Meanwhile the movement to restore original Christianity had made remarkable progress. The cause in Kentucky had taken great strides. In the spring of 1840, Henry R. Pritchard came to know that he agreed with the disciples in most things, and with his Methodist brethren in but few. About this time he heard the scholarly L. L. Pinkerton in a series of sermons on Romans, which Henry had previously committed to memory. The young man's love of truth led him to appreciate the Scriptural position occupied by Mr. Pinkerton, and on May 20, 1840, he became identified with the restoration movement. He always retained the kindliest regard for his Methodist brethren, with whom he had been so pleasantly associated.
On the first Lord's day in July, 1840, Henry R. Pritchard delivered his first sermon as a minister of the Church of Christ, in his twenty-second year. He often told of the work he did the following winter when he cut one hundred cords of wood and sold it for one hundred dollars. This money he used to attend school for eight months, at Rising Sun, Indiana. Here he formed the acquaintance of Love H. Jameson and B. U. Watkins, with whom he was afterwards associated in the ministry for nearly half a century. By preaching for the congregation in Rising Sun on Lord's days, the young minister was enabled to continue his studies. In 1842 he served the churches at Carthage and Fulton, and studied Latin and Greek, under Walter Scott and B. U. Watkins. He boarded with Walter Scott, and had the benefit of his ripe scholarship and fine personality. During 1843 he served as evangelist for the counties of Hamilton, Butler and Preble, and was supported chiefly by the churches of Cincinnati, and continued to study under the same teachers. In 1844, after spending some time in the Eclectic Medical College in Cincinnati, he began the practice of medicine at Rising Sun, and for three months was very successful, but his love for the ministry triumphed, and he again gave his entire time to preaching the gospel. About that time he took a trip up the White Water Valley in Indiana, and preached seventy times, and received is compensation thirty-seven cents, from a Bro. Pond, at Metemora. But the people were poor, and gave him their best hospitality, and gladly received the word.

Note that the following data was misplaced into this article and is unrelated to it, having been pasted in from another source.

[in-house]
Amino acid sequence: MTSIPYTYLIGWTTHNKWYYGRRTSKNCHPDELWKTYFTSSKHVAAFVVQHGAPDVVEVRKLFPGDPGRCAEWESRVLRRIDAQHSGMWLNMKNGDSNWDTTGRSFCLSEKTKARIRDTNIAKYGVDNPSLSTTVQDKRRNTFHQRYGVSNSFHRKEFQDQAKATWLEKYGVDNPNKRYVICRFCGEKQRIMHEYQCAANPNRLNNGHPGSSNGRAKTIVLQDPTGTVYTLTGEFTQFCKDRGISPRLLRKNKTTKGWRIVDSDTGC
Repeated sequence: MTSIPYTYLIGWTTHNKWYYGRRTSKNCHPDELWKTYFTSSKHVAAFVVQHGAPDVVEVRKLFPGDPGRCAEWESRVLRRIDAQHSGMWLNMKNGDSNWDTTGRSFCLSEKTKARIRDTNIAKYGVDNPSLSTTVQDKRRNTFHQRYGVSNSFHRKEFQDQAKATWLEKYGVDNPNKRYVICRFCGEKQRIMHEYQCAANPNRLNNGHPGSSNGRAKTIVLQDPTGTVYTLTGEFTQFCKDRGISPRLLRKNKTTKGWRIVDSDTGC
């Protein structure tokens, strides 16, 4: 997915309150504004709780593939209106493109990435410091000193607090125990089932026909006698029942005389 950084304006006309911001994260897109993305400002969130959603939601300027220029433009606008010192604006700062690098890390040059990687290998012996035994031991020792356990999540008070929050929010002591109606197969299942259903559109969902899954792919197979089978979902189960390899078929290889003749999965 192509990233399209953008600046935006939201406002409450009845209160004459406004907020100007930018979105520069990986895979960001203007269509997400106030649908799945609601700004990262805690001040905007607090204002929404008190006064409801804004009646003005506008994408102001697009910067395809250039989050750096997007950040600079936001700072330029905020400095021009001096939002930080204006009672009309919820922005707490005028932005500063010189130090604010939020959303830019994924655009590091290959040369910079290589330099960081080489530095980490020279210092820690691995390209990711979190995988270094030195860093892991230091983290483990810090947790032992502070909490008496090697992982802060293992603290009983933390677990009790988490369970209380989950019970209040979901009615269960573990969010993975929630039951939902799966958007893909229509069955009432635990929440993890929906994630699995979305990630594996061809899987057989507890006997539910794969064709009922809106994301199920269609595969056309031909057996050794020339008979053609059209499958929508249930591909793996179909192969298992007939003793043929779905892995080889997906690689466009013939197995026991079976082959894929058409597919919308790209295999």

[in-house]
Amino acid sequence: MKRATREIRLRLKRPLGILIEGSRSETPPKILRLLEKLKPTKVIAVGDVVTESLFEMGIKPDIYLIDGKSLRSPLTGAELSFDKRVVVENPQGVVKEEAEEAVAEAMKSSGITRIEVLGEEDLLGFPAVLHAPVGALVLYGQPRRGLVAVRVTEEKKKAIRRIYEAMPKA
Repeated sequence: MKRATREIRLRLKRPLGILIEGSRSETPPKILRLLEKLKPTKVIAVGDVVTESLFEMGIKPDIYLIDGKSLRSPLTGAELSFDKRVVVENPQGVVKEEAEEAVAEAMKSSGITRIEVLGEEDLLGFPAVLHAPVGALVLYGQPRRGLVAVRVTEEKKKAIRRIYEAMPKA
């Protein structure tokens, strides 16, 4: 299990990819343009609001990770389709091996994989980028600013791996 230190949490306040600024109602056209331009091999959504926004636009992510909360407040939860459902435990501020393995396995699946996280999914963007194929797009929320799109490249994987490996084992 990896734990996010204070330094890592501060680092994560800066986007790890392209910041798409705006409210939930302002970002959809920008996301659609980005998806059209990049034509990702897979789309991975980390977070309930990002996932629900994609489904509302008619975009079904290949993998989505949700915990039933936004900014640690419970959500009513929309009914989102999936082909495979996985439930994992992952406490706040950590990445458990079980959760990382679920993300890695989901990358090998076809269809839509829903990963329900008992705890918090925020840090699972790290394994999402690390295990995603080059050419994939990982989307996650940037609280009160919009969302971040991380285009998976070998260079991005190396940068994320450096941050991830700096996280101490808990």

From October, 1844, to January, 1846, he preached at Oxford, Ohio, and continued his studies under professors of the Miami University. In January, 1846, he married Miss Emeline Birdsell, whose home was near Oxford, and began that sweet companionship that lasted over fifty-six years. This good wife was a fit companion for such a man. She appreciated his remarkable gifts, and in her sweet, strong way, did all that could have been done to make him useful and happy. She still survives him, and is a blessing to all with whom she has to do. She attends church regularly, and is zealous of the interests of the pure gospel. After their marriage, they immediately began an eight years' residence at Fairview, Indiana, where he studied Latin and German under Professors Benton and Hoshour, of Fairview Academy. Here, and in all this region, he did most effective preaching, not only in that early day but from time to time as long as he lived. One of the best sermons of his life was delivered to over one thousand people in McMillin's Grove, west of Fairview, but a few weeks before his departure, when he spoke with clearness and vigor.
Here, too, he held a debate, in 1847, with the Methodist champion, Williamson Terrell; and another in 1890, with Elder Potter, a Primitive Baptist minister. Bro. Pritchard's "Addresses," published in 1899, contains some of his best arguments presented in that first debate. They are marked by his love for truth. He never argued for argument's sake, yet he became restless when he heard an error advocated, and when opportunity offered, corrected it. He loved to give private instruction in fireside talks, and all who had the privilege of entertaining him in their homes will recall this remarkable characteristic.